"Sex Panther's on board," Maddon said before Thursday's game. "I'm hearing a lot of good things about Sex Panther. 'Sixty percent of the time, [it works every time].' I wanna know who wrote that. That's brilliant.

"Of course, a win always makes it better, but even after a loss, it's a good way to just let 'er go. But I think everybody's embraced the 'Anchorman' very well."

Of course, the Cubs did win, beating the San Francisco Giants 5-1 to close out a 7-2 home stand.

Wade Davis' impact on Cubs goes far beyond his eye-popping numbers

Wade Davis' impact on Cubs goes far beyond his eye-popping numbers

Wade Davis may not light up the radar gun like Aroldis Chapman, but the veteran closer has still had a similar impact shortening games for the Cubs.

Davis is 10-for-10 in save opportunities in his first year in Chicago, providing Joe Maddon and the Cubs with peace of mind as an anchor in a bullpen that has thrown the eighth-most innings in baseball (and ranks No. 8 in ERA with a 3.45 mark).

Davis just surrendered his first runs of the season Wednesday night on a Mac Williamson homer that snuck into the right-field basket.

Yet Davis still wound up preserving the victory by buckling down and turning away the Giants in the ninth. It was the first homer he's allowed since Sept. 24, 2015 and only the fourth longball he's given up since the start of the 2014 campaign, a span of 201 innings.

Even with Wednesday's outing, Davis boasts a microscopic 0.98 ERA and has allowed just 14 baserunners in 18.1 innings.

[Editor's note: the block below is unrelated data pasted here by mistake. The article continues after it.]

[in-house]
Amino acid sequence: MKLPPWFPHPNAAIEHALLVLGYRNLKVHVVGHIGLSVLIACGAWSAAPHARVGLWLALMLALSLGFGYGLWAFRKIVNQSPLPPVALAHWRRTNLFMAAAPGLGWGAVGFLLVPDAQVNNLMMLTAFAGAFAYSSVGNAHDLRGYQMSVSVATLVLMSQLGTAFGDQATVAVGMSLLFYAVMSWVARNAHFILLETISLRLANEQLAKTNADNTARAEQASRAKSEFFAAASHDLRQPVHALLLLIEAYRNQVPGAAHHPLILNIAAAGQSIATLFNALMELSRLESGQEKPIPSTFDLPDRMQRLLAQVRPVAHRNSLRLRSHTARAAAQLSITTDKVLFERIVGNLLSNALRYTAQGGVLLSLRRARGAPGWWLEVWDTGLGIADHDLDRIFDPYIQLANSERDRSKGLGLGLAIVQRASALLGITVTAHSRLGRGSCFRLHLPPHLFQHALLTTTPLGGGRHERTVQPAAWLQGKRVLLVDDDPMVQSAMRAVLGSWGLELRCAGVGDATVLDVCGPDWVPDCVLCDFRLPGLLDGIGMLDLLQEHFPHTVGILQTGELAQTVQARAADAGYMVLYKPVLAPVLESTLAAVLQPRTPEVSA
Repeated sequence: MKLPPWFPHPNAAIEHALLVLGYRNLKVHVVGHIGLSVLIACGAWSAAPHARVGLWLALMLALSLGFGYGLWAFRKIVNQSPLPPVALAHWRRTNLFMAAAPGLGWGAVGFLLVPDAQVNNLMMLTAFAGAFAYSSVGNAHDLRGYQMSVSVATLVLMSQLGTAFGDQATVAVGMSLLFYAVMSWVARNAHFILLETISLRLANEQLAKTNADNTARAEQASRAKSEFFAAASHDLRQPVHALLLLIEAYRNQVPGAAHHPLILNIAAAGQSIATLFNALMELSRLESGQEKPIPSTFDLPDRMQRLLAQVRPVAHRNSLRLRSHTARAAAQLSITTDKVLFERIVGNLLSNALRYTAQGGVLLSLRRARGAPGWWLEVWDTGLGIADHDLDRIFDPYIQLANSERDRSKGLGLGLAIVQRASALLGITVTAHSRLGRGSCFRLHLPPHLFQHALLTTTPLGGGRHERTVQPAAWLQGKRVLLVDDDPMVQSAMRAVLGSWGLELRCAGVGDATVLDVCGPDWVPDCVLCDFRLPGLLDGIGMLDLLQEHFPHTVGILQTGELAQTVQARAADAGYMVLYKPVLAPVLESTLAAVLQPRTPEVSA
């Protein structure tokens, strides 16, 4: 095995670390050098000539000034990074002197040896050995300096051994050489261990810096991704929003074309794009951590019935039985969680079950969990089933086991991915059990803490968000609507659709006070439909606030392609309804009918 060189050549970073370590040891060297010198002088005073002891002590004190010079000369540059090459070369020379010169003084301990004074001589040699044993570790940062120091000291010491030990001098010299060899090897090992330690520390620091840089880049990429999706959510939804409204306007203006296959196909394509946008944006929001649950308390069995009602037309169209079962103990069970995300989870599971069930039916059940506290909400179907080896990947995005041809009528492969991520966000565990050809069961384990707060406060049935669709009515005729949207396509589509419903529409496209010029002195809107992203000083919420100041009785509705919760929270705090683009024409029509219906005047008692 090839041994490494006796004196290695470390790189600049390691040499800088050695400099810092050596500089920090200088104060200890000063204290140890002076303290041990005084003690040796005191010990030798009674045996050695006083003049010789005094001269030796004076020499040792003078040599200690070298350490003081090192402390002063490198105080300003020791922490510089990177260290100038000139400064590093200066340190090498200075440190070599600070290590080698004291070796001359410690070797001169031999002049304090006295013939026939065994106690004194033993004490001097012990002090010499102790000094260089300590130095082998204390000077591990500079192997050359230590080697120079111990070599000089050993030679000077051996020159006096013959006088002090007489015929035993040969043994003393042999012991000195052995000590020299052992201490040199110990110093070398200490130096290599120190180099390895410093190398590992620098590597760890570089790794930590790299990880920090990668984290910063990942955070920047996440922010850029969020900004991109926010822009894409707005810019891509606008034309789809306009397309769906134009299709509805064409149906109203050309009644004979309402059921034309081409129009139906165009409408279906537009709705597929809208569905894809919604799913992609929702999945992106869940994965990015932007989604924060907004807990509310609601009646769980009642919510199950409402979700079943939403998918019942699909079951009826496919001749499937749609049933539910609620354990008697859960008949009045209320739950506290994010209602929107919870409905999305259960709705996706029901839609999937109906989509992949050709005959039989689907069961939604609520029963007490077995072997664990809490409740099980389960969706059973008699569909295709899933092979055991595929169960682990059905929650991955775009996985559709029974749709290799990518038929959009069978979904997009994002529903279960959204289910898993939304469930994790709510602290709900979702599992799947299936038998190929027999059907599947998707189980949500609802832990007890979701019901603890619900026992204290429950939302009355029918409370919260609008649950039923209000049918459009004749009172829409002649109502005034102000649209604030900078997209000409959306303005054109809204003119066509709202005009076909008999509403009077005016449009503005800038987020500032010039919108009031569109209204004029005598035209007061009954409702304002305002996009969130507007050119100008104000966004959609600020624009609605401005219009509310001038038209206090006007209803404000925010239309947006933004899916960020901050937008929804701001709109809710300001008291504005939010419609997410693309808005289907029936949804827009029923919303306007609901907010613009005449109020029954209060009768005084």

With 24 whiffs on the season, Davis is striking out 34.8 percent of the batters he's faced in a Cubs uniform, which would be the second-highest mark of his career (he struck out 39.1 percent of batters in 2014 as the Kansas City Royals setup man).

The 31-year-old nine-year MLB veteran is showing no ill effects from the forearm issue that limited him to only 43.1 innings last season.

[RELATED: How Wade Davis transformed into an elite pitcher by simply not caring]

But his impact isn't restricted to just on-the-field dominance. In spring training, Justin Grimm said he spent as much time as he could around Davis in an attempt to soak up all the knowledge he could.

"It's the stuff that you see — obviously he's really good," Maddon said. "He knows how to pitch, he's a very good closer, he's very successful. But he's a really good mentor to the other guys.

"Oftentimes, I'll walk through the video room and he'll be sitting there with a young relief pitcher or a catcher. There's a lot of respect. A lot of guys come to me and say, 'Listen, Wade's really great to be around.'"

Maddon was the manager with the Tampa Bay Rays when Davis first made his big-league debut in 2009 and the now-Cubs skipper credits the Rays organization with teaching Davis the right habits.

Davis also began his career as a starter before moving to the bullpen full-time in 2014 and reinventing himself as one of the best pitchers on the planet.

"He's grown into this," Maddon said. "He was raised properly. He comes from the organization with the Rays — really good pitching, really good pitching health regarding coaching. And then some of the veteran players that were around him to begin with.

"He's passing it along. The obvious is that he's got a great cutter, slider, fastball, curveball, whatever. He's very good with everybody else around him."

Davis needed 34 pitches to work around a couple jams and get the save Wednesday night. That's his highest pitch count in an outing since June 2, 2015.

Wednesday was also Davis' first time working in a week as the Cubs have not had a save situation in that span.

Maddon said he sees no link between the week off and Davis' struggles in Wednesday's outing and the Cubs manager also has no hesitance going to his closer for more than three outs.

However, Maddon doesn't see a need to extend Davis at this point in the season and would prefer to keep the Cubs' best reliever fresh for the stretch run and what the organization hopes is another shot at a World Series title.